Afterword to 2nd Stories

When Lynn and I begin a book project like this, we start with a rough idea of where it will lead, but we don’t even guess at what the final result will be. We’ve learned that, soon enough, our venture will take on a life of its own—urging us to go certain places, to include this, to omit that. We’ve both learned to trust, and dutifully follow, this intuitive process, because it always seems to be right.

When the idea for 2nd Stories first emerged, we were already aware of interesting things up in the air. After all, being two people who enjoy looking around wherever we go, we had seen many of them. While we had no idea of the variety we would eventually come across, we just knew we’d find what we needed—and we did. For example, early on, we hadn’t thought of including images of stairways. But as we started shooting, there they were—obviously important aspects of our journey. In the end, what makes a project like this so enjoyable is the evolution, the exploring, and the mysterious inevitability of it all.

Having become familiar with much of southern Indiana during explorations for our two previous photography books, we decided, once again, to limit our travels to that part of the state lying south of U.S. 40. Comprehensively covering all of Indiana would have simply been too big a project, and including images from all ninety-two counties would have shortchanged our subject. At first, we considered driving up and down every numbered highway in our chosen territory. But, as the project unfolded, it seemed like it would be more revealing to go through each town marked on our map, many of which were on less-traveled side roads.

So that’s we ending up doing. By driving 12,000 miles on a long series of day trips, we visited a total of 912 cities and towns—every single one shown on our official 2000 Indiana highway map. To help us find the out-of-the way places, we relied on an accordion folder filled with county maps. Still, we occasionally got lost, and had to depend on a compass to find our way to a recognizable landmark.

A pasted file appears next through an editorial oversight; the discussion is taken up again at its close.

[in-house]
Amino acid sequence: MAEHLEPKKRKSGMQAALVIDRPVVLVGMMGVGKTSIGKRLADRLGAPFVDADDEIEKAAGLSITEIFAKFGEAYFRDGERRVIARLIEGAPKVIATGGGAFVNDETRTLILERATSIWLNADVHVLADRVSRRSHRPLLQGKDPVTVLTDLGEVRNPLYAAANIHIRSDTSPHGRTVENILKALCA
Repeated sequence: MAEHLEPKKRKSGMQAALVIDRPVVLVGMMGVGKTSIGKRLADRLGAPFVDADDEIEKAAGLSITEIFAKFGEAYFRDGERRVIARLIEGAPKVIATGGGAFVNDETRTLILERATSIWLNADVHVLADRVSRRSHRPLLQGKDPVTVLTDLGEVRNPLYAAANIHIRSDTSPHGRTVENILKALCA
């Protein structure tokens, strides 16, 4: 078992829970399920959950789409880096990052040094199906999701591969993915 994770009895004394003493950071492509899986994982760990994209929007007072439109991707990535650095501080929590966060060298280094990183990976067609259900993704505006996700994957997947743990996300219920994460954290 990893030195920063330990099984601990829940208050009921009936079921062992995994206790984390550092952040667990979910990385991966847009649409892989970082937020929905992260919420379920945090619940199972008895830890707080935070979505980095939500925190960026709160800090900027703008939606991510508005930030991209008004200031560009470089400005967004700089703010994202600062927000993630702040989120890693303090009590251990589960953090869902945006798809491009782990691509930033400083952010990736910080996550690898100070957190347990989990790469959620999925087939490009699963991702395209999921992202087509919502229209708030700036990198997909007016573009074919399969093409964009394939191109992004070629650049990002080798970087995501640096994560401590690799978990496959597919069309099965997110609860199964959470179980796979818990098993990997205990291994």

We roamed through cities and towns, large and small, ranging from major population centers (Indianapolis and Evansville) to tiny, nearly forgotten hamlets. While many of the communities retained their charm and vitality, others had vanished—a few so much so that there was absolutely nothing left, not even a stop sign.

Of course, we could have gotten plenty of pictures by limiting our search to county seats and bigger cities. But, if we had done that, we would have missed some real treasures in Indiana’s smallest towns—such as the quaint schoolhouse in Philomath (page 121); Waverly’s ethereal Methodist church (page 70); the deteriorating, yet noble, school tower in Raleigh (page 69); or the St. Boniface Church steeple in Fulda (page 106). Even though the majority of the places we visited didn’t make the pages of this book, we are quite pleased to have passed through them, because these small towns are where much of Indiana’s everyday history took place. Besides, it was a great deal of fun.

As is typical, we waited until midway through our project before approaching someone to write the Foreword. That’s because it takes some time on the road, and in the darkroom, before a book starts to form a unique and cohesive identity. At first, we consider a wide range of possible candidates. Then, as images begin accumulating, and themes start materializing, we shorten our list to the most suitable contributors.

With 2nd Stories, Lynn suggested Michael Atwood early in the process—as we watched him host “Across Indiana” on Public Television one evening. Because his name came up so quickly, we felt obliged to consider other possibilities, but no one seemed as appropriate. In short, Michael Atwood, with his long-time interest in all things Hoosier, and his insightful wit, was the perfect choice. After reading his Foreword, we’re sure you’ll agree. So, we’d like to take this opportunity to thank him for his kind and touching words.

We’d also like to express our gratitude to all the individuals who shared their time, stories, and special buildings with us. It was very refreshing to meet people with such a passion for their work and their surroundings. Finally, I’d like to offer a special thanks to the Indiana Arts Commission for awarding me an Individual Artist Grant to help in the publication of this book. —JB